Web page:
Dogfish Head's merger with the maker of Sam Adams fundamentally disrupts the world of craft brewing — and beer lovers have mixed feelings

John Greim/LightRocket via Getty ImagesSome beer fans expressed worries about the merger, while others said they supported the move.

Boston Beer Company, which makes Sam Adams beer, is acquiring Dogfish Head, a Delaware craft brewery.

“Not only are Dogfish Head and Boston Beer two original American breweries, but Jim Koch and I worked hard with other leading craft brewery founders and the Brewers Association to develop and champion what defines independent American brewers,” the Dogfish Head founder Sam Calagione said in a statement on Thursday, referring to the Boston Beer founder and chairman. “This merger better positions Dogfish Head and our coworkers to continue growing within this definition for many years to come.”

Calagione added that he and his wife, Mariah, would be “reinvesting nearly all of the proceeds back into the combined entity,” as well as establishing a philanthropic foundation with a portion of their newly acquired Boston Beer stock.

The merger of the publicly traded Boston Beer Company, which also produces Angry Orchard cider, with Dogfish Head, the well-known craft brewery prominently featured in the 2009 documentary “Beer Wars,” is sure to shake up the brewing industry.


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The press release said that the transaction was valued at about $US300 million and that Boston Beer CEO Dave Burwick would helm the company.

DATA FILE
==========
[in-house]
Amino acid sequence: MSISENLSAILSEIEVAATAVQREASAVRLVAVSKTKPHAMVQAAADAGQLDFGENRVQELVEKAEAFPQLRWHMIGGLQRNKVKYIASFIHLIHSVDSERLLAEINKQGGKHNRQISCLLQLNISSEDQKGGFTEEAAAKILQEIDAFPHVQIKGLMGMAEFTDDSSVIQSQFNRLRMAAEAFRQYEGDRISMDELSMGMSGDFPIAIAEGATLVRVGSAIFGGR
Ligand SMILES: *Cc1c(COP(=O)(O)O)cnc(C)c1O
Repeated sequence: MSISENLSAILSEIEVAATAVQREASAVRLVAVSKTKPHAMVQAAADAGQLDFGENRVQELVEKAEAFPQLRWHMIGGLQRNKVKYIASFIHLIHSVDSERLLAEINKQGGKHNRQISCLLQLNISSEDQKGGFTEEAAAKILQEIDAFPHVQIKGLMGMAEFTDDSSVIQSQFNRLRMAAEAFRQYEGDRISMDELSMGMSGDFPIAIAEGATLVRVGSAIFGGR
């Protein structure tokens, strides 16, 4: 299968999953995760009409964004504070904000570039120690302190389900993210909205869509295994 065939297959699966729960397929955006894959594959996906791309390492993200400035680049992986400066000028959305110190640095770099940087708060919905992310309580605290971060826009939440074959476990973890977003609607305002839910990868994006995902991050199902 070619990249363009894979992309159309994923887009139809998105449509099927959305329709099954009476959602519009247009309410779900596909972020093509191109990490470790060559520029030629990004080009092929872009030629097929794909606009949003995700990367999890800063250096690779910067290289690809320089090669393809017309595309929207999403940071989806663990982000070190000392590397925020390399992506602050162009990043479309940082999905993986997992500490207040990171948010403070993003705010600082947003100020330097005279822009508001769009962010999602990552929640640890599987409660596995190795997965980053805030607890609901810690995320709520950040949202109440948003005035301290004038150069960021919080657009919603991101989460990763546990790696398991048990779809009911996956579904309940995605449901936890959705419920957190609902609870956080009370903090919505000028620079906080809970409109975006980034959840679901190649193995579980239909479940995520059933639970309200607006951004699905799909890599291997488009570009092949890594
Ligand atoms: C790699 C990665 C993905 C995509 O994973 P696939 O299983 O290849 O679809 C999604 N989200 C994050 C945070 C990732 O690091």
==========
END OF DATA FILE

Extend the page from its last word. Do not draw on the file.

Dogfish Head posted a photo on Facebook and Twitter of Calagione sharing a drink with Koch.

Though one Facebook user tagged the pair as “shill” and “sellout,” not everyone who commented on the post had such a negative reaction.

“To the haters: Samuel Adams / Boston Beer may not be perfect, but few people have been as vocal a proponent of craft beer for as long as Jim Koch,” one Facebook user said. “I’d much rather DFH merge with them than get bought by Constellation or (gasp!) ABInbev-SabMillerCoors. We know that BBC won’t force through drastic changes and expansion into other markets that the brand can’t or won’t handle.”

“A lot of you bozos don’t understand what selling out is,” another person wrote. “Two independent companies merging is WAYYYY different than if DFH went with InBev or another corporation. Relax, it’s going to be OK and possibly create a bigger shipping market and MORE BEER.”

Not everyone was convinced, however.

“Sam Adams has been completely out of touch with actual craft beer for a decade at least,” one person wrote. “I don’t see how this is good.”

Another added that Dogfish Head was the “last brewery on earth that I thought would sell out.”

“Not a fan,” another Facebook poster wrote. “Dogfish Head has always been fiercely independent with a focus on unique and sometimes challenging beers. I’ve been to the brewery 6 times, to the brewpub many times. I spent my 31st birthday there and made some incredible memories. This is the last thing that I expected from DFH. What a shame.”

Yet another poster had a nuanced view, writing that the merger was a “good idea on paper.”

“Two crafters who are totally not in a competitive market with each other and could definitely compliment the other by being under one umbrella,” the poster wrote. “BUT I feel we, as the consumer, are going to lose the unique and off the wall beers Sam and Dogfish Head brought us.”

More beer lovers posted their thoughts on Twitter:

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